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RTC denies Comteq plea for TRO vs. SBMA
Nov 21, 2017

SUBIC BAY FREEPORT — The Regional Trial Court (RTC) in Olongapo City has denied the application of a computer school in this Freeport to restrain the Subic Bay Metropolitan Authority SBMA) from serving an eviction notice due to its failure to settle outstanding obligations amounting to P19.9 million.

In an order issued on Nov. 20, 2017, Judge Richard A. Paradeza of RTC Branch 72 refused to grant Comteq Computer and Business College, Inc. a temporary restraining order (TRO) against the SBMA in the absence of a reason for its issuance.

“One of the requisites for the issuance of a temporary restraining order is the presence of a substantial right that needs to be protected,” Paradeza said in his order.

However, “It is clear that (Comteq) has no clear existing and unmistakable right in esse that is entitled to legal protection, a violation of which would justify the issuance of the injunctive relief applied for,” Paradeza ruled.

The court in its order noted that Comteq filed an application for TRO to prevent the SBMA from taking over the classrooms and offices that the school occupied in Bldg. Q-8131 located at the Subic Bay Freeport Zone. The school also sought “to prevent the harassment of students, teachers and staff by padlocking the classrooms, sequestering books and learning equipment, and preventing students and teachers from conducting their right to attend classes.”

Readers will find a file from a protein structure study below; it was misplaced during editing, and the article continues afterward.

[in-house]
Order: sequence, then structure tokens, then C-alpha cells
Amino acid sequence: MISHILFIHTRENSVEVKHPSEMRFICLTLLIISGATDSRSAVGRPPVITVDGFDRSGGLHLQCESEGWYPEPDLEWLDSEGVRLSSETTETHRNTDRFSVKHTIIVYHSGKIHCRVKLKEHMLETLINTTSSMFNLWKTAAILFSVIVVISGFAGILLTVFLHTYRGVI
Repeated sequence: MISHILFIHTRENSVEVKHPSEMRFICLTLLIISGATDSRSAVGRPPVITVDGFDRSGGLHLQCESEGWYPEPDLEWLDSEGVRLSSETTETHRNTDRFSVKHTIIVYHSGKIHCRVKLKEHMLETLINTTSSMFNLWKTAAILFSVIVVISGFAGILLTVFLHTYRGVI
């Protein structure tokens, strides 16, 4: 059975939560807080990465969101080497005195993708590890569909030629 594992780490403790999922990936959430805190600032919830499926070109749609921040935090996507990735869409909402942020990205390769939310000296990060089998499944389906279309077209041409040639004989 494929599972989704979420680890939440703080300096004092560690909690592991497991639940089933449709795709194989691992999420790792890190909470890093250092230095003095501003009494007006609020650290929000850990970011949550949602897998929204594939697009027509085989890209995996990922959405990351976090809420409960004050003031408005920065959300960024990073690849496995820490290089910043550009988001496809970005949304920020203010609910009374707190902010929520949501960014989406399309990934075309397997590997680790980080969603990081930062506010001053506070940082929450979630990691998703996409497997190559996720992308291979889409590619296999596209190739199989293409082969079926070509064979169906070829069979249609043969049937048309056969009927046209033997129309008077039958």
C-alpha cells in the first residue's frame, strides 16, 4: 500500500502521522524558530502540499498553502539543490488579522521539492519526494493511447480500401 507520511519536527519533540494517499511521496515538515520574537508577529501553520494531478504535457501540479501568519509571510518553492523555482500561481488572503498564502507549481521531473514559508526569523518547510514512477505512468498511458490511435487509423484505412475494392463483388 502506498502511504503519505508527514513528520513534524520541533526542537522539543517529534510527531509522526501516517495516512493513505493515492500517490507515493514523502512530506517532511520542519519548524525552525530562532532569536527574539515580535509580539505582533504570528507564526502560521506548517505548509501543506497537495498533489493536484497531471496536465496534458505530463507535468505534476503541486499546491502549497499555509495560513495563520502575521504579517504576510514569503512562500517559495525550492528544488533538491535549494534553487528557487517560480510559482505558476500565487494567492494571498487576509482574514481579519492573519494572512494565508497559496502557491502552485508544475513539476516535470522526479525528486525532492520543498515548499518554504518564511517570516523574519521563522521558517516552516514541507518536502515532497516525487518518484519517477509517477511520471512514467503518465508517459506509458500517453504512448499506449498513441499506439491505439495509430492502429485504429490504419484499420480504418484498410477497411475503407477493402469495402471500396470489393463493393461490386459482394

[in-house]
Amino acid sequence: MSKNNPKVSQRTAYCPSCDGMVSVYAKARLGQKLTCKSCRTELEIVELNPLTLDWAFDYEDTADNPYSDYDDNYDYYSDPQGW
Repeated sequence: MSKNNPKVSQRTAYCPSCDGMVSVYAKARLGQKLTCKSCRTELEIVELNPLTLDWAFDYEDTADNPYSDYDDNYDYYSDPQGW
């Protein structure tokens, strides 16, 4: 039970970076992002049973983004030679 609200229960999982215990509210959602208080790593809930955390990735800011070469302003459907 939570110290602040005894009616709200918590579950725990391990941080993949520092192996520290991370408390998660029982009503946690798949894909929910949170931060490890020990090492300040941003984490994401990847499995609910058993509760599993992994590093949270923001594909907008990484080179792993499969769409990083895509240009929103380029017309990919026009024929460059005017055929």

However, Paradeza noted that on Nov. 14, 2017, the SBMA had already issued a notice giving Comteq until Nov. 19, 2017 to vacate the subject premises and to pay its outstanding obligation with the SBMA that amounted to P19,971,435.68.

He also noted that the SBMA has allowed Comteq to use the said facilities up to Oct. 31, 2017 for humanitarian reason, and that Comteq “had even wrote a letter dated April 27, 2017, asking SBMA that it be given up to the end of October to look for a new building to relocate to.”

Paradeza said that Comteq had essentially argued that pursuant to Batas Pambansa 232, or an Act for the Establishment and Maintenance of an Integrated System of Education, as well as Section 32 of the Manual for Regulations for Private higher Education, the termination of a school year shall be effected only at the end of an academic year.

But the judge also ruled that Comteq’s right to occupy the subject premises “had already expired on Oct. 31, 2017, pursuant to SBMA Board Resolution No. 17-05- 0167 dated May 10, 2017” and that a similar notice to vacate and demand to pay had been sent by the SBMA to Comteq on March 30, 2017.

“It would appear that ample time was already given to the plaintiff to vacate the subject premises,” Paradeza said.

“The fact that the eviction notice was given in the middle of academic year is not substantial enough to prove the plaintiff’s right in esse. Besides, plaintiff already agreed to vacate the subject property at the end of October 2017 per letter dated April 27, 2017,” the judge added.

“Therefore, at this stage of proceedings, it cannot be said that plaintiff Comteq Computer and Business College, Inc. has substantial right on the subject premises that needs to be protected,” hence the court’s refusal to grant a TRO, Paradeza added.


News 2017

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